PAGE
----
Archive for September, 2009
Announcements of the first meeting of the Friends of the Library season and the popular Focus on Faculty lectures series top the list of events in the latest Library-News e-newsletter that came out today.
Library-News is distributed intermittently through the semester (once a week is typical when things are very busy; dropping back to monthly is not uncommon during the slow summer months). Anyone may subscribe to this list, either by going to the listserv archive here and subscribing or emailing me at firstname.lastname@example.org and asking to be added to the list. Clicking on the image to the left takes you to a web version of this newsletter that I park on a library server. The most durable location is via the listserv subscription.
Back issues are available via the listserv, but bear in mind that old links probably won’t work and the services we offer have changed considerably over the years. Those old newsletters are truly yesterday’s news, and are there because the system keeps them. Looking back shows us how far we’ve come in the 11 years that we’ve been using an electronic distribution system. I used to have a 3-inch thick printout directory with directions flagged with post-it notes, detailing how to add and remove email addresses, all via sending text-only email messages to the system. To make changes to the header and footer and modify the look of the email could require hours of reading and tests; now changes are achieved via graphical user interface – GUI – and a few keystrokes take care of most operations.
There are several new short videos put together by UT Arlington librarians addressing topical library issues.
You can also find the library on Facebook.
The British Library has made its sound archive available online, free of charge. In an article “Sound archive of the British Library goes online, free of charge,” dated Sept 3, 2009, Mark Brown of the Guardian.co.uk discusses and gives samples of many of the diverse items in the extensive collection. Link.
To say they are diverse may be understatement. There are Geordies banging spoons, Tawang lamas blowing conch shell trumpets and Tongan tribesman playing nose flutes. And then there is the Assamese woodworm feasting on a window frame in the dead of night.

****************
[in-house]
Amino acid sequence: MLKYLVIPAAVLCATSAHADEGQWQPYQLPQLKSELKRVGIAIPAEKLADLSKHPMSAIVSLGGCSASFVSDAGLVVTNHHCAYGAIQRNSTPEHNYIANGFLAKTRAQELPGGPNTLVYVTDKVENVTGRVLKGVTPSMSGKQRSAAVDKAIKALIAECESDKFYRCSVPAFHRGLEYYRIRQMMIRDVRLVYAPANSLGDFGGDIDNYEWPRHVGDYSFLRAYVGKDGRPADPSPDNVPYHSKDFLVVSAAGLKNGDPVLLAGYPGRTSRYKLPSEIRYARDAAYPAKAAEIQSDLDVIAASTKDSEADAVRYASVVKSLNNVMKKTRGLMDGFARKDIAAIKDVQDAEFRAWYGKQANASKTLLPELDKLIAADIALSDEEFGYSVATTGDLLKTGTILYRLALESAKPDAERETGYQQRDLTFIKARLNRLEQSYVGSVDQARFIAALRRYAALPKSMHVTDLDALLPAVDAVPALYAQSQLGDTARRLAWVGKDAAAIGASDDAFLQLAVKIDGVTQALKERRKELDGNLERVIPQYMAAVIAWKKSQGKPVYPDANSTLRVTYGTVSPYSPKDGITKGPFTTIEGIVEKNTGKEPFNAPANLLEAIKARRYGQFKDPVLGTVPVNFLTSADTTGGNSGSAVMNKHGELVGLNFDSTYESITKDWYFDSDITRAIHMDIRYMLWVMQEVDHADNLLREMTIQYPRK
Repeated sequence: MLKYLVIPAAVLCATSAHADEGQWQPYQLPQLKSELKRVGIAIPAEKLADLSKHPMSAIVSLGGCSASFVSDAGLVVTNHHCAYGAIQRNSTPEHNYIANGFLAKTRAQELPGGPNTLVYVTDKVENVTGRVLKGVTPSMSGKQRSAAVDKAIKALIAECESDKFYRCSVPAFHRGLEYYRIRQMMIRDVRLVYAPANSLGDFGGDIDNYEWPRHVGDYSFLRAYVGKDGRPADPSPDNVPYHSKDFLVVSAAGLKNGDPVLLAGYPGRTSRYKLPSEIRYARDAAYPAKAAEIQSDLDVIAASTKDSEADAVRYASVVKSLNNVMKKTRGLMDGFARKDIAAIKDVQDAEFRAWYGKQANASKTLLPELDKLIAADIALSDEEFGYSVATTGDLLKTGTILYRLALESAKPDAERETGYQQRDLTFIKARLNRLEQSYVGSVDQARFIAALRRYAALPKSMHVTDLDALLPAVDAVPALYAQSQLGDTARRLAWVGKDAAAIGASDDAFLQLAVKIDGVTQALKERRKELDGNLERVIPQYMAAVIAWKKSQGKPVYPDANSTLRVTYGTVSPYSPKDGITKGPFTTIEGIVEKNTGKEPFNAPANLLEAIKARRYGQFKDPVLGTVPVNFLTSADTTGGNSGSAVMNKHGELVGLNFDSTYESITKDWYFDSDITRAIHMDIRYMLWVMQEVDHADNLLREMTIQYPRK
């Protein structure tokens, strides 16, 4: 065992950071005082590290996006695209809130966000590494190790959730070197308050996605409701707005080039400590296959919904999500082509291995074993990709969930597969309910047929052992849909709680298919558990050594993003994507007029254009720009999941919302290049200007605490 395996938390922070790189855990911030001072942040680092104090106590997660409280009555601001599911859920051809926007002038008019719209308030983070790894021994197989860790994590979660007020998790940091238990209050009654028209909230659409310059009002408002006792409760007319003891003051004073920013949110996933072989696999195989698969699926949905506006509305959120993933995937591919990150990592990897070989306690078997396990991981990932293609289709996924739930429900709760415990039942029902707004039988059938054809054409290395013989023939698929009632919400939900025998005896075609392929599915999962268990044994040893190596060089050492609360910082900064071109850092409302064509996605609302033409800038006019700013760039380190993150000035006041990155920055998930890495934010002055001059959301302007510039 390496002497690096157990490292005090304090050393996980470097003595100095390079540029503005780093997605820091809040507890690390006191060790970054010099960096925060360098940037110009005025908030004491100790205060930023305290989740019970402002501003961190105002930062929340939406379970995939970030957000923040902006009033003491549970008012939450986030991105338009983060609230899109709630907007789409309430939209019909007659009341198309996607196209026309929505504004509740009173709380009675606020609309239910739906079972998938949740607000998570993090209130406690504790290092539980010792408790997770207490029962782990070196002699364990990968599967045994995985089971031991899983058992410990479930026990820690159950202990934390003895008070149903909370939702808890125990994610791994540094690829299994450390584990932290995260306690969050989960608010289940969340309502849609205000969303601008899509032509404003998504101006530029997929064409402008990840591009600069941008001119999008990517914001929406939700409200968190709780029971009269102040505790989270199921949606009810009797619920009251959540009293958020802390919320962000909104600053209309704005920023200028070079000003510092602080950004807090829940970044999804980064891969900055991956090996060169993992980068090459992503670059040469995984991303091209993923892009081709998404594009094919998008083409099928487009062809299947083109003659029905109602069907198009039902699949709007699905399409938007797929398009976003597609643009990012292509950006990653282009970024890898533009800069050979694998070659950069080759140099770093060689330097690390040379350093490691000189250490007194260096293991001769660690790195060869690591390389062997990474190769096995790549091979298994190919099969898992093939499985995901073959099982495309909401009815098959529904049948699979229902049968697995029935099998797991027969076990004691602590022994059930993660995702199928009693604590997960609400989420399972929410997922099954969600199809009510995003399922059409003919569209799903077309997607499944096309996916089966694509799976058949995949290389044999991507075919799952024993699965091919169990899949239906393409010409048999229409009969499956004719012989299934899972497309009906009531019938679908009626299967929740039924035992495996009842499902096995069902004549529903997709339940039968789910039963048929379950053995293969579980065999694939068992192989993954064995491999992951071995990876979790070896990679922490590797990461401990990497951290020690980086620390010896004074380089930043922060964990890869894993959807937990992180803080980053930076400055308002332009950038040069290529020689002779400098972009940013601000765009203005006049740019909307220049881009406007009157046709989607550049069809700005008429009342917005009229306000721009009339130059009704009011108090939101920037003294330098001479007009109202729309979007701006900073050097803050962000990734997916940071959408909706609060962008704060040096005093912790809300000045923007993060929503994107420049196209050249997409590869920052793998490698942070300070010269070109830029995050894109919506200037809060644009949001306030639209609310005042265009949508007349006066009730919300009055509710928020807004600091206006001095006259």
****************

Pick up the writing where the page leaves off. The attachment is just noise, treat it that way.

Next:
The British Library revealed it has made its vast archive of world and traditional music available to everyone, free of charge, on the internet.
That amounts to roughly 28,000 recordings and, although no one has yet sat down and formally timed it, about 2,000 hours of singing, speaking, yelling, chanting, blowing, banging, tinkling and many other verbs associated with what is a uniquely rich sound archive.
“It is recordings from around the world and right from the beginnings of recorded history,” said the library’s curator of world and traditional music, Janet Topp Fargion. “This project is really exciting. One of the difficulties, working as an archivist, is people’s perception that things are given to libraries and then are never seen again – we want these recordings to be accessible”
I tested this to be sure it works from a U.S. location, and the first few random recordings I selected played quickly and easily. It’s an amazing collection. For UK teachers there is more functionality–they can join in order to download for teaching. The rest of us are invited to listen online. The site tells me “Your location: United States” and it does appear to limit listening from abroad for the usual copyright reasons.
I found such a barrier when testing links to American jazz saxophonist Coleman Hawkins, selecting an oral history recorded in the UK, but apparently not available to US listeners. When browsing any category there is a box to toggle “Only recordings everyone can play.” Nowhere does it say “you can’t listen to this,” but it doesn’t give me any mechanism to select and play that particular recording if it is off limits to me. It does, however, provide an abstract. Scholars may well be able to follow academic library channels to gain access to this material. Here is their statement regarding Legal and Ethical usage:
The recordings have been collected from diverse sources, and many were previously unpublished, simply recordings made by individuals who traveled and made these for their own listening. They go all the way back to the wax cylinders of Alfred Cort Hadden, a British anthropologist who recorded Australian Aboriginal performers in 1898.
The direct link to the Archival Sound Recordings of the British Library is:
British Library: http://www.bl.uk/